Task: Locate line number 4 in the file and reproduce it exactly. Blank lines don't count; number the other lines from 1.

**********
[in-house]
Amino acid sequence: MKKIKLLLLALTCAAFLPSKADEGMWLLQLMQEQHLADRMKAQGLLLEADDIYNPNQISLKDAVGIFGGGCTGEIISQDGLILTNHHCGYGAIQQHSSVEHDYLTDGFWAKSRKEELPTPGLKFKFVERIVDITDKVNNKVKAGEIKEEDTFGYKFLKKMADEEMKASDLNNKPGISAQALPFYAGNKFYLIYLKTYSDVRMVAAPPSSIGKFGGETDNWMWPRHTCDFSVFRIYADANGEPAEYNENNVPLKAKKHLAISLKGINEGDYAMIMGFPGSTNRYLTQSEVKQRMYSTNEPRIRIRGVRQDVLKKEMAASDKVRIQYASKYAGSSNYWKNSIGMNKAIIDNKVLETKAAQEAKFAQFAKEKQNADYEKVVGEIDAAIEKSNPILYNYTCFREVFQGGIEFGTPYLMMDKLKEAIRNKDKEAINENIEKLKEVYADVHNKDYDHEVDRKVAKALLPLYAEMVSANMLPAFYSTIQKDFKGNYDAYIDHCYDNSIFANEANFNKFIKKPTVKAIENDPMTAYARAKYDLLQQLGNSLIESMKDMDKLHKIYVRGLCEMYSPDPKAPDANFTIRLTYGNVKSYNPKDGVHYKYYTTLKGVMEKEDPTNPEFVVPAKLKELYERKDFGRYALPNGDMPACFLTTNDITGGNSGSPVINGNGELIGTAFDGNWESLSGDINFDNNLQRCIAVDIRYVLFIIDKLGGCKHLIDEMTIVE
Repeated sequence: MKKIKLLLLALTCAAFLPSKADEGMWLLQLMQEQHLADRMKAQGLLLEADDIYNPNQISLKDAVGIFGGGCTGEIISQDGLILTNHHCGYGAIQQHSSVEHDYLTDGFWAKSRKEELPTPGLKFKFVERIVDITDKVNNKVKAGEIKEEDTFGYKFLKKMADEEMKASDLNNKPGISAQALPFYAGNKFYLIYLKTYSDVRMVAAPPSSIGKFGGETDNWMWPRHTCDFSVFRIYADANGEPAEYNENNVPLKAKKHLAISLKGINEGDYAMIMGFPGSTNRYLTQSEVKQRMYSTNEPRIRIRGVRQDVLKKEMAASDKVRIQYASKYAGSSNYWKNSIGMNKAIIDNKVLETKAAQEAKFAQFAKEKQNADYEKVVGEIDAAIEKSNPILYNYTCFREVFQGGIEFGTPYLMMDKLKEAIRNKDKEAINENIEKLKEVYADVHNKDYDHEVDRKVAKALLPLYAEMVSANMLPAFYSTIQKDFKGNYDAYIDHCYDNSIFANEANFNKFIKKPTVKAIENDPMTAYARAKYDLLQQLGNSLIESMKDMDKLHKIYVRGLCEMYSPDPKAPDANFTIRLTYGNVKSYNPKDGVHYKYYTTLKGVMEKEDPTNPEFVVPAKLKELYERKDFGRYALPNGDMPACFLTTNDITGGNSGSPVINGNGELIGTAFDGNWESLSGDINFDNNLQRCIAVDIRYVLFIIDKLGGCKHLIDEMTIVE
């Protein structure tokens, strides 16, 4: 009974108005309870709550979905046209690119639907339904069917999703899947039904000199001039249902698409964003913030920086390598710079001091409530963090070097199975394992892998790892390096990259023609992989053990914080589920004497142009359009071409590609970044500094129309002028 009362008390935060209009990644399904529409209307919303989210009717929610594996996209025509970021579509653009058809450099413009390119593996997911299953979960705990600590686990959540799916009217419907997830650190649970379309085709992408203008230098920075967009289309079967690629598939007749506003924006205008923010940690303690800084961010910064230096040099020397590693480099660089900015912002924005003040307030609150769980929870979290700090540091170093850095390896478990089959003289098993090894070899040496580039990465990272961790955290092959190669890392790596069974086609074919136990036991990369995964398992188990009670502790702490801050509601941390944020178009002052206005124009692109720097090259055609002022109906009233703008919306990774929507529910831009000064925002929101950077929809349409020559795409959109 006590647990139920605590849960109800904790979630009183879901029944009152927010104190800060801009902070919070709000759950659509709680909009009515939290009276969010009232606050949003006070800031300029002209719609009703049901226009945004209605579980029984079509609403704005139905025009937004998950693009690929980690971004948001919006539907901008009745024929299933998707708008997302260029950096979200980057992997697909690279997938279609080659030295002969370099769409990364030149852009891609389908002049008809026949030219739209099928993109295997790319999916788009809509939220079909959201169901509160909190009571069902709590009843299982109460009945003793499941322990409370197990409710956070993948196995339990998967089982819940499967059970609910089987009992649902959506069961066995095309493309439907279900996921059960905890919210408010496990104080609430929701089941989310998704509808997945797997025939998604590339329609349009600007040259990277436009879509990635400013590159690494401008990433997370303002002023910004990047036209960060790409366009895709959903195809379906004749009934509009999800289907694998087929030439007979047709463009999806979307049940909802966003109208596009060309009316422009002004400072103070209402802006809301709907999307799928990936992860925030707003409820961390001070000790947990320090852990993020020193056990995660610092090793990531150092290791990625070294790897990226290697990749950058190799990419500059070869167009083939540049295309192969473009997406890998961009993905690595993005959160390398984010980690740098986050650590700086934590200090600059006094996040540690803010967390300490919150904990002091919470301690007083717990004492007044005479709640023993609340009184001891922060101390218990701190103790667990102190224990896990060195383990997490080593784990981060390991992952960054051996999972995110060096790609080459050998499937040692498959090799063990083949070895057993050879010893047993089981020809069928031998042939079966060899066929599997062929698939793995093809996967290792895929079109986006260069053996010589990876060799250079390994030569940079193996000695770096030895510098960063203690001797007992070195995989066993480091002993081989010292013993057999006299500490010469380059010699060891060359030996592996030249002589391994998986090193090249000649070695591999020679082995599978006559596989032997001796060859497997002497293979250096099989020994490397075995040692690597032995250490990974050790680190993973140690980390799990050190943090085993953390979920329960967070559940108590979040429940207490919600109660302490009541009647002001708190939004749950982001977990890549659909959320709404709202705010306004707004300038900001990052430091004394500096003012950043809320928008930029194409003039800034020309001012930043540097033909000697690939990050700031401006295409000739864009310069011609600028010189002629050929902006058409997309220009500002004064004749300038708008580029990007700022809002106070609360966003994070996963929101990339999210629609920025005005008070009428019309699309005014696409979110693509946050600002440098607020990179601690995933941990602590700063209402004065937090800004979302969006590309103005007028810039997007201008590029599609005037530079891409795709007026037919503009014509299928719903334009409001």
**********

């Protein structure tokens, strides 16, 4: 009974108005309870709550979905046209690119639907339904069917999703899947039904000199001039249902698409964003913030920086390598710079001091409530963090070097199975394992892998790892390096990259023609992989053990914080589920004497142009359009071409590609970044500094129309002028 009362008390935060209009990644399904529409209307919303989210009717929610594996996209025509970021579509653009058809450099413009390119593996997911299953979960705990600590686990959540799916009217419907997830650190649970379309085709992408203008230098920075967009289309079967690629598939007749506003924006205008923010940690303690800084961010910064230096040099020397590693480099660089900015912002924005003040307030609150769980929870979290700090540091170093850095390896478990089959003289098993090894070899040496580039990465990272961790955290092959190669890392790596069974086609074919136990036991990369995964398992188990009670502790702490801050509601941390944020178009002052206005124009692109720097090259055609002022109906009233703008919306990774929507529910831009000064925002929101950077929809349409020559795409959109 006590647990139920605590849960109800904790979630009183879901029944009152927010104190800060801009902070919070709000759950659509709680909009009515939290009276969010009232606050949003006070800031300029002209719609009703049901226009945004209605579980029984079509609403704005139905025009937004998950693009690929980690971004948001919006539907901008009745024929299933998707708008997302260029950096979200980057992997697909690279997938279609080659030295002969370099769409990364030149852009891609389908002049008809026949030219739209099928993109295997790319999916788009809509939220079909959201169901509160909190009571069902709590009843299982109460009945003793499941322990409370197990409710956070993948196995339990998967089982819940499967059970609910089987009992649902959506069961066995095309493309439907279900996921059960905890919210408010496990104080609430929701089941989310998704509808997945797997025939998604590339329609349009600007040259990277436009879509990635400013590159690494401008990433997370303002002023910004990047036209960060790409366009895709959903195809379906004749009934509009999800289907694998087929030439007979047709463009999806979307049940909802966003109208596009060309009316422009002004400072103070209402802006809301709907999307799928990936992860925030707003409820961390001070000790947990320090852990993020020193056990995660610092090793990531150092290791990625070294790897990226290697990749950058190799990419500059070869167009083939540049295309192969473009997406890998961009993905690595993005959160390398984010980690740098986050650590700086934590200090600059006094996040540690803010967390300490919150904990002091919470301690007083717990004492007044005479709640023993609340009184001891922060101390218990701190103790667990102190224990896990060195383990997490080593784990981060390991992952960054051996999972995110060096790609080459050998499937040692498959090799063990083949070895057993050879010893047993089981020809069928031998042939079966060899066929599997062929698939793995093809996967290792895929079109986006260069053996010589990876060799250079390994030569940079193996000695770096030895510098960063203690001797007992070195995989066993480091002993081989010292013993057999006299500490010469380059010699060891060359030996592996030249002589391994998986090193090249000649070695591999020679082995599978006559596989032997001796060859497997002497293979250096099989020994490397075995040692690597032995250490990974050790680190993973140690980390799990050190943090085993953390979920329960967070559940108590979040429940207490919600109660302490009541009647002001708190939004749950982001977990890549659909959320709404709202705010306004707004300038900001990052430091004394500096003012950043809320928008930029194409003039800034020309001012930043540097033909000697690939990050700031401006295409000739864009310069011609600028010189002629050929902006058409997309220009500002004064004749300038708008580029990007700022809002106070609360966003994070996963929101990339999210629609920025005005008070009428019309699309005014696409979110693509946050600002440098607020990179601690995933941990602590700063209402004065937090800004979302969006590309103005007028810039997007201008590029599609005037530079891409795709007026037919503009014509299928719903334009409001």